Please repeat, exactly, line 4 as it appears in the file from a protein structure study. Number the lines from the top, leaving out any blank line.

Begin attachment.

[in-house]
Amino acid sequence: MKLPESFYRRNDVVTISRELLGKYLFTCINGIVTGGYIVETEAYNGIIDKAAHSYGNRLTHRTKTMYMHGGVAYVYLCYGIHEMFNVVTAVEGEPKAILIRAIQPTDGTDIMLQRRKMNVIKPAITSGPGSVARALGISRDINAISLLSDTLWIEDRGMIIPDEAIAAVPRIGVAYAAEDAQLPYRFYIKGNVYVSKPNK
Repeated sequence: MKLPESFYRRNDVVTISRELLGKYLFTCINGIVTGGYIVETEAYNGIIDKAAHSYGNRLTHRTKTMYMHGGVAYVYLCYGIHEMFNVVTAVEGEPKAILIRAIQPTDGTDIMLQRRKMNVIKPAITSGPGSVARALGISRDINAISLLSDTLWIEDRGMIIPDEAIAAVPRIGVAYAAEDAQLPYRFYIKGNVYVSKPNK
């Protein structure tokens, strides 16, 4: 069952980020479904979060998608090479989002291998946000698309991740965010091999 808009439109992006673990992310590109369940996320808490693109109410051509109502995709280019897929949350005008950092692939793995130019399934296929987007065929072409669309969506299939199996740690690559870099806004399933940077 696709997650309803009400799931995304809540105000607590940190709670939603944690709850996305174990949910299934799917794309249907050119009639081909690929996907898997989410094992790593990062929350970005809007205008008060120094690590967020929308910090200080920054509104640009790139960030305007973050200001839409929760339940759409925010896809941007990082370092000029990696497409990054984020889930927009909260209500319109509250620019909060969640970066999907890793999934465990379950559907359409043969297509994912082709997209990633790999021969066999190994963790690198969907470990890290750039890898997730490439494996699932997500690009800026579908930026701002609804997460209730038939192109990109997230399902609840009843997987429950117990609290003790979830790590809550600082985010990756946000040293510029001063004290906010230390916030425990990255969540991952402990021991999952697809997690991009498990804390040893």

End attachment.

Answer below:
């Protein structure tokens, strides 16, 4: 069952980020479904979060998608090479989002291998946000698309991740965010091999 808009439109992006673990992310590109369940996320808490693109109410051509109502995709280019897929949350005008950092692939793995130019399934296929987007065929072409669309969506299939199996740690690559870099806004399933940077 696709997650309803009400799931995304809540105000607590940190709670939603944690709850996305174990949910299934799917794309249907050119009639081909690929996907898997989410094992790593990062929350970005809007205008008060120094690590967020929308910090200080920054509104640009790139960030305007973050200001839409929760339940759409925010896809941007990082370092000029990696497409990054984020889930927009909260209500319109509250620019909060969640970066999907890793999934465990379950559907359409043969297509994912082709997209990633790999021969066999190994963790690198969907470990890290750039890898997730490439494996699932997500690009800026579908930026701002609804997460209730038939192109990109997230399902609840009843997987429950117990609290003790979830790590809550600082985010990756946000040293510029001063004290906010230390916030425990990255969540991952402990021991999952697809997690991009498990804390040893």